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Neurology. 1994 May;44(5):829-36.

Intractable nonlesional epilepsy of temporal lobe origin: lateralization by interictal SPECT versus MRI.

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Department of Diagnostic Radiology, Mayo Clinic, Rochester, MN 55905.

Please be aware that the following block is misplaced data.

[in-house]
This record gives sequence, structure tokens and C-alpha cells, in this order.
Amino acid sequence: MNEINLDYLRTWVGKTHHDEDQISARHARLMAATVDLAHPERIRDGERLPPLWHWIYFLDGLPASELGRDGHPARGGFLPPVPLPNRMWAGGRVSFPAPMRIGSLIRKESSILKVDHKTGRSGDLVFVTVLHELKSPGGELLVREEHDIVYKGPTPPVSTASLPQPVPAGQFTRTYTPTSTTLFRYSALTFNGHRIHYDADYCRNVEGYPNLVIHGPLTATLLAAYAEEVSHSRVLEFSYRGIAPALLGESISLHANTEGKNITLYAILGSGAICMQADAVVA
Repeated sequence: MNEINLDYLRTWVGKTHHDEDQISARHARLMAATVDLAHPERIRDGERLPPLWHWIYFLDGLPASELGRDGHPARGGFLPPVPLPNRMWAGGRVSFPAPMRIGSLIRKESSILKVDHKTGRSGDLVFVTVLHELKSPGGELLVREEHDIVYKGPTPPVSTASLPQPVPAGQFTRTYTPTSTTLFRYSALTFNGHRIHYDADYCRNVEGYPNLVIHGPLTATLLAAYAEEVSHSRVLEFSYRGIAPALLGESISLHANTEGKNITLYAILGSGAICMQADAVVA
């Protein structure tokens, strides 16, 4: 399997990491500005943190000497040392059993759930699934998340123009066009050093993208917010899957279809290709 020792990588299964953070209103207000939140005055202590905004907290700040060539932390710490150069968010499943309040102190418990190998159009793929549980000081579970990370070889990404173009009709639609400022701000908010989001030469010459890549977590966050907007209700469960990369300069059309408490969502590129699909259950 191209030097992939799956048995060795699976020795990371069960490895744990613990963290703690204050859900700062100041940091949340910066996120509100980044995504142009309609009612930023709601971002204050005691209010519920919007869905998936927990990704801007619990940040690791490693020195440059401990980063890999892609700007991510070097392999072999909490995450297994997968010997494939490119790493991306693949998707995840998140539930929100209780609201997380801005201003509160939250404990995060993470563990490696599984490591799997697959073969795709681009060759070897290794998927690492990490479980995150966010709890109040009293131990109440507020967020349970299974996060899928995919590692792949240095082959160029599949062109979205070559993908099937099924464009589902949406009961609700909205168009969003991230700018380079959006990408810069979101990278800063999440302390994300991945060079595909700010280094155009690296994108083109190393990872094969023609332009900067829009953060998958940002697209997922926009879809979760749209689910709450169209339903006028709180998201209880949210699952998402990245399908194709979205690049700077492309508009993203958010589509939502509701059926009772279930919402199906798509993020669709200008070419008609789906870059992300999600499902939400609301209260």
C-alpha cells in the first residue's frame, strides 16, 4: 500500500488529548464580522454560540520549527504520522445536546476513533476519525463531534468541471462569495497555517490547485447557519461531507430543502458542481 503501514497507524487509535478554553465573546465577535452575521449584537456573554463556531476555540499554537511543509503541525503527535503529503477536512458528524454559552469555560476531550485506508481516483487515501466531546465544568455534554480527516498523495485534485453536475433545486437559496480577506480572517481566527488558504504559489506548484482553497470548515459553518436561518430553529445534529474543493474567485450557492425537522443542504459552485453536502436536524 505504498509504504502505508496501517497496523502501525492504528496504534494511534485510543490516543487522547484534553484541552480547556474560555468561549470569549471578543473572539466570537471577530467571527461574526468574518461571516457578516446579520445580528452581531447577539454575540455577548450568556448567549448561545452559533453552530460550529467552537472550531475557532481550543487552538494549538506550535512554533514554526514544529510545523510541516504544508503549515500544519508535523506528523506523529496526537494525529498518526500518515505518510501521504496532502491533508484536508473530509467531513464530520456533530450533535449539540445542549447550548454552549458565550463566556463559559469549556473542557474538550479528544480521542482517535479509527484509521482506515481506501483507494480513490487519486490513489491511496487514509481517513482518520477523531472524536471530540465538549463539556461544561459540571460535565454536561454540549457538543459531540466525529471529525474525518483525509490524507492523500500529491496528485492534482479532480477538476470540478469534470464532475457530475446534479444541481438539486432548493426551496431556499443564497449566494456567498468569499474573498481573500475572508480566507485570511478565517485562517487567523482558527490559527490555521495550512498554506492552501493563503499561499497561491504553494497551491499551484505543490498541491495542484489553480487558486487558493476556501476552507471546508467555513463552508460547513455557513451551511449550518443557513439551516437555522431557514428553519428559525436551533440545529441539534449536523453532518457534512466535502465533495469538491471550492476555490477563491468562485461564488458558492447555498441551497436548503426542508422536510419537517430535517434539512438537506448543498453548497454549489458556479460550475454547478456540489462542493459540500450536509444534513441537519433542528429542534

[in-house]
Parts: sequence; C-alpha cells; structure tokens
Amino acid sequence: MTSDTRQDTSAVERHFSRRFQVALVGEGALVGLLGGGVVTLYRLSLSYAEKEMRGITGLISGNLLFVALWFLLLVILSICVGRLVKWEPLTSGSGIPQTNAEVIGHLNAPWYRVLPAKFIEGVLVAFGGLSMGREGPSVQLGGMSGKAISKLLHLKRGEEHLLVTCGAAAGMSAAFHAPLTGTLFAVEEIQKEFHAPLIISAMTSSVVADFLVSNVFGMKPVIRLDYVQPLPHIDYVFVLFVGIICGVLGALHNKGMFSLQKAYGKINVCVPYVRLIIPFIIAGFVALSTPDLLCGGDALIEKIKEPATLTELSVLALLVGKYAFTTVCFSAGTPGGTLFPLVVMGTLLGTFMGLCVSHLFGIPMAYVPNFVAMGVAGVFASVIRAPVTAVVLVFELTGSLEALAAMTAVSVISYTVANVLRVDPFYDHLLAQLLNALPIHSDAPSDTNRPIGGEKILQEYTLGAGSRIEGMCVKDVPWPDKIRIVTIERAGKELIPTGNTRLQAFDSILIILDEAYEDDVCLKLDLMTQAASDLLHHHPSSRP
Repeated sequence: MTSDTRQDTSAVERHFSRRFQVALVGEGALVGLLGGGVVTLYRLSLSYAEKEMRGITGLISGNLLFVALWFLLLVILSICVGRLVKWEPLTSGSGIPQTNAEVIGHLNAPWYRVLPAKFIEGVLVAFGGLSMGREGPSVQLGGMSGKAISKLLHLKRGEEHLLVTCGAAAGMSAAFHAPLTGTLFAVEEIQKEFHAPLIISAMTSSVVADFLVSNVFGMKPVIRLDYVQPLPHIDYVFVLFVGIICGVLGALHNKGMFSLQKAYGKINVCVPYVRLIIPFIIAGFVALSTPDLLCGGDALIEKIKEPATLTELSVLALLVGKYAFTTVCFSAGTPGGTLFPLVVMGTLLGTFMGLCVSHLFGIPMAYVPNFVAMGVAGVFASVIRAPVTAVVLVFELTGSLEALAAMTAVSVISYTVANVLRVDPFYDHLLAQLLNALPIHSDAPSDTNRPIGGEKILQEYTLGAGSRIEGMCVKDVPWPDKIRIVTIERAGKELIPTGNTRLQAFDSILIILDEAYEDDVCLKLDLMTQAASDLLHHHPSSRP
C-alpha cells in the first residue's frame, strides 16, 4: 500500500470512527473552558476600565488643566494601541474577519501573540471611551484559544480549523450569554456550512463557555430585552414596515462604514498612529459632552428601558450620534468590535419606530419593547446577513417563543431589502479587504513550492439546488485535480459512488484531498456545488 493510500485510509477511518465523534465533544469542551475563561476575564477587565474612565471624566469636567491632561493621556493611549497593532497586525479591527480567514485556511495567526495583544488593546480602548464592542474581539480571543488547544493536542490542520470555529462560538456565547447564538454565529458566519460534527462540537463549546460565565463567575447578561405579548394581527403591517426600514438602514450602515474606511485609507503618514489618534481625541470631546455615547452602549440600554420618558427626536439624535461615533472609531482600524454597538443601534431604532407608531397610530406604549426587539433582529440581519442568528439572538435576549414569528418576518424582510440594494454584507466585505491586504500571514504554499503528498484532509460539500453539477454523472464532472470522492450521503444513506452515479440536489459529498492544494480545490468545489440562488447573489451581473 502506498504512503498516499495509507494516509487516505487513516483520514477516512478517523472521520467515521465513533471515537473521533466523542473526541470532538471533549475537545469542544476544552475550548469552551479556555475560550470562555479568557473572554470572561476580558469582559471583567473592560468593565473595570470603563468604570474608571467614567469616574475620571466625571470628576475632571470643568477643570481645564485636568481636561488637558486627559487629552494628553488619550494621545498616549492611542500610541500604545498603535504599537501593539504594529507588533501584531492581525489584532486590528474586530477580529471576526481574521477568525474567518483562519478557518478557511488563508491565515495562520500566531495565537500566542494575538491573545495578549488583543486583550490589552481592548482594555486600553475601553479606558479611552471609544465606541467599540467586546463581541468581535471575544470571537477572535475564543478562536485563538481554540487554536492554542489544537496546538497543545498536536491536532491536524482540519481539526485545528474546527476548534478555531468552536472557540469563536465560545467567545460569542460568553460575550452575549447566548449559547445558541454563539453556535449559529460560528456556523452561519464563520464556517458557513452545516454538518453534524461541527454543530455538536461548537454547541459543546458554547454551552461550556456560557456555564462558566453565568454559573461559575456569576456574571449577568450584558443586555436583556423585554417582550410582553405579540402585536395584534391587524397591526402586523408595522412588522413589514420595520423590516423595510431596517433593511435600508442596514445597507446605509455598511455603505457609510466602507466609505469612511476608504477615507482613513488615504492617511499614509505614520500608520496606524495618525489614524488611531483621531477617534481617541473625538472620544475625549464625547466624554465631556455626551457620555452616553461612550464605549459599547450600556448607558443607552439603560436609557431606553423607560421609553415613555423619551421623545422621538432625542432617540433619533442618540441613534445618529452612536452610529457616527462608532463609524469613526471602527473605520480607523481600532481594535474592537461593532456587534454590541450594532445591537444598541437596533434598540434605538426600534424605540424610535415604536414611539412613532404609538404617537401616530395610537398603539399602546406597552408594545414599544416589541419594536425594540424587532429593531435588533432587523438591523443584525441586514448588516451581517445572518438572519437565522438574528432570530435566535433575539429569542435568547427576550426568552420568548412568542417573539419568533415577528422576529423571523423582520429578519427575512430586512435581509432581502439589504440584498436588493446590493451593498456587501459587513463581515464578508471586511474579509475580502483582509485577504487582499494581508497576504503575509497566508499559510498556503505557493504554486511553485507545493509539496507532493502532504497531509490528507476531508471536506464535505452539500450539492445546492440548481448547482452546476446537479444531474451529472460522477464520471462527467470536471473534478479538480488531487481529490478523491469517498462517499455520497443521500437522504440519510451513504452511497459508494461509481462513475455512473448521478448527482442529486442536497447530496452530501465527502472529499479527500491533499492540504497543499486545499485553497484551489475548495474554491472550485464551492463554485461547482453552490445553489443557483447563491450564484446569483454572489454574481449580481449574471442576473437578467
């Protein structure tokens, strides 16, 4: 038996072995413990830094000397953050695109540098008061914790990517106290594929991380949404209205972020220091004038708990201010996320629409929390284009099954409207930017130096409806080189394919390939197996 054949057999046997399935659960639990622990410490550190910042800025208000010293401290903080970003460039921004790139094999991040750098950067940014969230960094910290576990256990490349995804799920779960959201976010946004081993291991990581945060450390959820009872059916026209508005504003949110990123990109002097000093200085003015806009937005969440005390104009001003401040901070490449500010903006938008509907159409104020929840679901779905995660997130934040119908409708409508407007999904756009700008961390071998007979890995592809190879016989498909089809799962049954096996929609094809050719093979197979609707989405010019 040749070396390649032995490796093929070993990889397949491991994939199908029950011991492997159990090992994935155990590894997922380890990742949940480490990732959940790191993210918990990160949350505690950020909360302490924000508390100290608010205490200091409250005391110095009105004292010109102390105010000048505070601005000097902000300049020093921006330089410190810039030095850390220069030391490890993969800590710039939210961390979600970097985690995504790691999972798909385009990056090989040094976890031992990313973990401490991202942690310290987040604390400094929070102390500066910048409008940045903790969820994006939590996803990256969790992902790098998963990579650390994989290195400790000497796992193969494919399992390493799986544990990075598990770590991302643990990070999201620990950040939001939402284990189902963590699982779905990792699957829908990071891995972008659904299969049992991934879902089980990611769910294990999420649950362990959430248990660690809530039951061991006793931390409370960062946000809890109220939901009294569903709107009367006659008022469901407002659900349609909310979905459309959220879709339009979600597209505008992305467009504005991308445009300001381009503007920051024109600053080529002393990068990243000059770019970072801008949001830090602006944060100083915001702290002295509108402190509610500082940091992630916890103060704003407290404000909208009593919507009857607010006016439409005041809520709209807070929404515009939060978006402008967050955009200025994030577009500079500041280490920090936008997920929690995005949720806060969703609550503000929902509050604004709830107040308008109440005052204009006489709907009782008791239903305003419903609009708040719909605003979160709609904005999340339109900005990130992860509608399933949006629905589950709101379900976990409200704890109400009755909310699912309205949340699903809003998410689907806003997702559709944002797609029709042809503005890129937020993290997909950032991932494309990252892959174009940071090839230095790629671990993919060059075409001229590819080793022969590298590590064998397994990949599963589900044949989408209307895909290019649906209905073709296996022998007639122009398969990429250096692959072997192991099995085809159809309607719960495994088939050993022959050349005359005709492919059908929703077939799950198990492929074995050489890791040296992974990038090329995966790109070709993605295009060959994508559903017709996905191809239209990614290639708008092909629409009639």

We performed a retrospective study of 53 consecutive "nonlesional" temporal lobectomy patients to assess the relative utility of MRI versus interictal single-photon emission computed tomography (SPECT) in this patient population. We compared the seizure lateralizing properties of MRI and SPECT using multiple blinded expert reviewers for both SPECT and MRI with a test-retest reviewer paradigm and measurements of hippocampal volume from MRI. The criterion standard for seizure lateralization was satisfactory postoperative seizure control (n = 43). The rate of correct seizure lateralization was significantly greater for MRI than for SPECT (p < or = 0.01), and the rate of incorrect lateralization was significantly less for MRI than for SPECT. The most accurate MRI measure was hippocampal volume measurements, which correctly lateralized the seizures in 86.0% of cases. The correct lateralization rate for SPECT was 45.4%. The MRI and SPECT studies tended to be noncomplementary with respect to seizure lateralization, and SPECT was likely to give an incorrect or indeterminate result in patients who were not lateralized by MRI. Concordant MRI-EEG lateralization was a strong predictor of satisfactory postoperative seizure control, while no relationship between postoperative seizure control and SPECT findings was present.

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